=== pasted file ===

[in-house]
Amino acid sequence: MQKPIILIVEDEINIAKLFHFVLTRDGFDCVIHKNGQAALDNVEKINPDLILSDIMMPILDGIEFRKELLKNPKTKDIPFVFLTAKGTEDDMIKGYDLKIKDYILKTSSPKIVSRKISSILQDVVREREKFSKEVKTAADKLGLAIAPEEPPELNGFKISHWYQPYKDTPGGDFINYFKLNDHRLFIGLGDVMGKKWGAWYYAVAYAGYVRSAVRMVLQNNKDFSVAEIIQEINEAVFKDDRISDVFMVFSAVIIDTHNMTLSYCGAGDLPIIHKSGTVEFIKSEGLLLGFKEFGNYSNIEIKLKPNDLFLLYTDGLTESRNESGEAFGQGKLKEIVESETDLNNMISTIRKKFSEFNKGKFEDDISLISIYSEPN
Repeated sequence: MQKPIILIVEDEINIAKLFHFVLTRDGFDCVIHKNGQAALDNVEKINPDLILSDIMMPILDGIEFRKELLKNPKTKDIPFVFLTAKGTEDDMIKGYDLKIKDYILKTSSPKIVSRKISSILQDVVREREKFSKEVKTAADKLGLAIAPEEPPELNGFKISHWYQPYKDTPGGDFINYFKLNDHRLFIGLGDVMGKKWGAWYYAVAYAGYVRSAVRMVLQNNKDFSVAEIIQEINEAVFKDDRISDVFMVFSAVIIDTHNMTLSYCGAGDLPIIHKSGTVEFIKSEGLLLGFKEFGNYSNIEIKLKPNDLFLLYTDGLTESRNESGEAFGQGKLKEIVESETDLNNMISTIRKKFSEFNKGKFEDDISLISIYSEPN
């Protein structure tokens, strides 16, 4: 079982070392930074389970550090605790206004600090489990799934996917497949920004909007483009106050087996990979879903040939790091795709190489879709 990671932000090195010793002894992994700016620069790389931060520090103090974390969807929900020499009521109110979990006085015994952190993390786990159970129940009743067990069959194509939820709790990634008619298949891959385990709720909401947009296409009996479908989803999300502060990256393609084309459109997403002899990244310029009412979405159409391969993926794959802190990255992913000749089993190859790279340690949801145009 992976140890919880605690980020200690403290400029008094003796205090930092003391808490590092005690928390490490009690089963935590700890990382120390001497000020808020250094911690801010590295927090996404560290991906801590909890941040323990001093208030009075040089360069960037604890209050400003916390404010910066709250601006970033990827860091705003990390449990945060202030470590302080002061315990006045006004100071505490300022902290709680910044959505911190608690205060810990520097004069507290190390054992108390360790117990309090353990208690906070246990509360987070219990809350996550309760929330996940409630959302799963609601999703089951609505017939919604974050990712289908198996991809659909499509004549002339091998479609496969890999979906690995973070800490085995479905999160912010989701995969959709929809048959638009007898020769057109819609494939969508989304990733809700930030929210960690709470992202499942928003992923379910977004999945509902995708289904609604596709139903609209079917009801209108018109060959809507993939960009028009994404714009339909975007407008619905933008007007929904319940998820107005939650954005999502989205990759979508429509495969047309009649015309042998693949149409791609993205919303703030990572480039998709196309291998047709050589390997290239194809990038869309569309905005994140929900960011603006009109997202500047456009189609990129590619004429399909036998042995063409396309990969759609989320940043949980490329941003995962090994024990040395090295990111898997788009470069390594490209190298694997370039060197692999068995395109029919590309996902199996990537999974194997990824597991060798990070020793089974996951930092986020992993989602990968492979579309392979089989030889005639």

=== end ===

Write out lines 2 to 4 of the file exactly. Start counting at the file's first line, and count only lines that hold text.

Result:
Amino acid sequence: MQKPIILIVEDEINIAKLFHFVLTRDGFDCVIHKNGQAALDNVEKINPDLILSDIMMPILDGIEFRKELLKNPKTKDIPFVFLTAKGTEDDMIKGYDLKIKDYILKTSSPKIVSRKISSILQDVVREREKFSKEVKTAADKLGLAIAPEEPPELNGFKISHWYQPYKDTPGGDFINYFKLNDHRLFIGLGDVMGKKWGAWYYAVAYAGYVRSAVRMVLQNNKDFSVAEIIQEINEAVFKDDRISDVFMVFSAVIIDTHNMTLSYCGAGDLPIIHKSGTVEFIKSEGLLLGFKEFGNYSNIEIKLKPNDLFLLYTDGLTESRNESGEAFGQGKLKEIVESETDLNNMISTIRKKFSEFNKGKFEDDISLISIYSEPN
Repeated sequence: MQKPIILIVEDEINIAKLFHFVLTRDGFDCVIHKNGQAALDNVEKINPDLILSDIMMPILDGIEFRKELLKNPKTKDIPFVFLTAKGTEDDMIKGYDLKIKDYILKTSSPKIVSRKISSILQDVVREREKFSKEVKTAADKLGLAIAPEEPPELNGFKISHWYQPYKDTPGGDFINYFKLNDHRLFIGLGDVMGKKWGAWYYAVAYAGYVRSAVRMVLQNNKDFSVAEIIQEINEAVFKDDRISDVFMVFSAVIIDTHNMTLSYCGAGDLPIIHKSGTVEFIKSEGLLLGFKEFGNYSNIEIKLKPNDLFLLYTDGLTESRNESGEAFGQGKLKEIVESETDLNNMISTIRKKFSEFNKGKFEDDISLISIYSEPN
């Protein structure tokens, strides 16, 4: 079982070392930074389970550090605790206004600090489990799934996917497949920004909007483009106050087996990979879903040939790091795709190489879709 990671932000090195010793002894992994700016620069790389931060520090103090974390969807929900020499009521109110979990006085015994952190993390786990159970129940009743067990069959194509939820709790990634008619298949891959385990709720909401947009296409009996479908989803999300502060990256393609084309459109997403002899990244310029009412979405159409391969993926794959802190990255992913000749089993190859790279340690949801145009 992976140890919880605690980020200690403290400029008094003796205090930092003391808490590092005690928390490490009690089963935590700890990382120390001497000020808020250094911690801010590295927090996404560290991906801590909890941040323990001093208030009075040089360069960037604890209050400003916390404010910066709250601006970033990827860091705003990390449990945060202030470590302080002061315990006045006004100071505490300022902290709680910044959505911190608690205060810990520097004069507290190390054992108390360790117990309090353990208690906070246990509360987070219990809350996550309760929330996940409630959302799963609601999703089951609505017939919604974050990712289908198996991809659909499509004549002339091998479609496969890999979906690995973070800490085995479905999160912010989701995969959709929809048959638009007898020769057109819609494939969508989304990733809700930030929210960690709470992202499942928003992923379910977004999945509902995708289904609604596709139903609209079917009801209108018109060959809507993939960009028009994404714009339909975007407008619905933008007007929904319940998820107005939650954005999502989205990759979508429509495969047309009649015309042998693949149409791609993205919303703030990572480039998709196309291998047709050589390997290239194809990038869309569309905005994140929900960011603006009109997202500047456009189609990129590619004429399909036998042995063409396309990969759609989320940043949980490329941003995962090994024990040395090295990111898997788009470069390594490209190298694997370039060197692999068995395109029919590309996902199996990537999974194997990824597991060798990070020793089974996951930092986020992993989602990968492979579309392979089989030889005639």